7 Best Practices to Boost the IT Security of Your Business

Think big companies are the only target of cyberattacks? Think again.

Small- and medium-size enterprises can also be victims of cyber crimes. In fact, small and medium businesses (SMBs) have become targets of about 43 percent of cyberattacks worldwide.

This is primarily because such companies can’t always put up the best defenses for their business. The limited budget is an obvious setback, but other matters like lack of monitoring and expertise also play a part.

But while your company may not have the same capacity and resources as larger firms, this doesn’t mean you should just sit back and watch the fruits of your labor fall into the wrong hands. Simple changes in your company policies and employee habits and some outside help will go a long way.

Ready to step up your IT security? Here are seven best practices that help protect your business against cyberattacks:

Cyber security

  1 – Conduct a Security Risk Assessment

The first step in protecting your company is to know where your weaknesses lie. To do this, a security risk assessment must be conducted.

As the name implies, this entails checking the state of security of your company’s IT infrastructure. It will show any vulnerability your business processes and systems have and recommend steps to reduce the risk of future attacks.

To perform this, you can use a security assessment tool to identify and resolve any security issues. You can also hire IT experts for the job.

  2 – Boost Password Strength

While this may seem old school, password strength still affects how well you can protect your database from unauthorized access and breaches. In fact, strong passwords are a crucial part of your defense against business interruptions and attacks.

Although this reminder is repeated quite often (and one that users typically ignore), you must still find ways to instill the importance of password selection in your employees. Remind them of the qualities of a good password:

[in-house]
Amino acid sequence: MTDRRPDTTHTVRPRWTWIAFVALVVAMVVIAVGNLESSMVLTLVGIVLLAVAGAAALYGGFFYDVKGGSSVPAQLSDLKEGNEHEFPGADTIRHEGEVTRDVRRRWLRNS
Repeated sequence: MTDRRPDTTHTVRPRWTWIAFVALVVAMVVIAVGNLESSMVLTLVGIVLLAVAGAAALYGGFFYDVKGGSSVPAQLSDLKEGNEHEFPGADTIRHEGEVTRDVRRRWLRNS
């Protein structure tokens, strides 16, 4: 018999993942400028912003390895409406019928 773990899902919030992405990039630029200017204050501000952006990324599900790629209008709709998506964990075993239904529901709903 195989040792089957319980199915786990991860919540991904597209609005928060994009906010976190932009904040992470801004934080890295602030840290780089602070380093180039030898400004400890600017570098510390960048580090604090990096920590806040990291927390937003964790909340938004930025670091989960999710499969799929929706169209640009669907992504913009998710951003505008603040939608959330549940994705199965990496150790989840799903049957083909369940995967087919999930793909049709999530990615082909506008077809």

• Combinations of letters, numbers, and special characters
  • Doesn’t contain any basic information (e.g., name, birthdate, etc.)
  • Complex and difficult to guess

Besides this, you should also implement frequent password change policies and screen time outs. Discourage using the same passwords across multiple accounts and the writing of passwords on pieces of paper or anything malicious users and potential hackers can access.

This is crucial to identifying and verifying the company’s authorized IT users to ensure security. It also allows IT network administrators to grant control over file and database accessibility and deny or limit it at the same time.

  3 – Employ Multi-Factor Authentication

While they are crucial in cybersecurity, passwords alone may not be enough to ensure your data’s safety. This is where multi-factor authentication comes in.

Roughly 81 percent of data breaches are caused by weak or stolen credentials. Believe it or not, despite constant reminders of strong password creation, millions of people still use and reuse “123456” and “password” in accessing their accounts.

Hackers can also use brute force to acquire passwords until the correct one is found. To protect against such attacks, you should also consider implementing multi-factor authentication (MFA) into your IT system.

The MFA serves as an extra layer of protection on top of the use of unique login credentials. There are many kinds of MFA, but the most common is the two-factor authentication that combines usernames and passwords with something the users have, like a single-use key, a token, or smartphone app.

  4 – Put Up a Firewall

Like the physical structure it is named after, a firewall serves as a protection for your IT network. It is a security system that checks and controls both incoming and outgoing traffic according to security rules set by your IT administrator.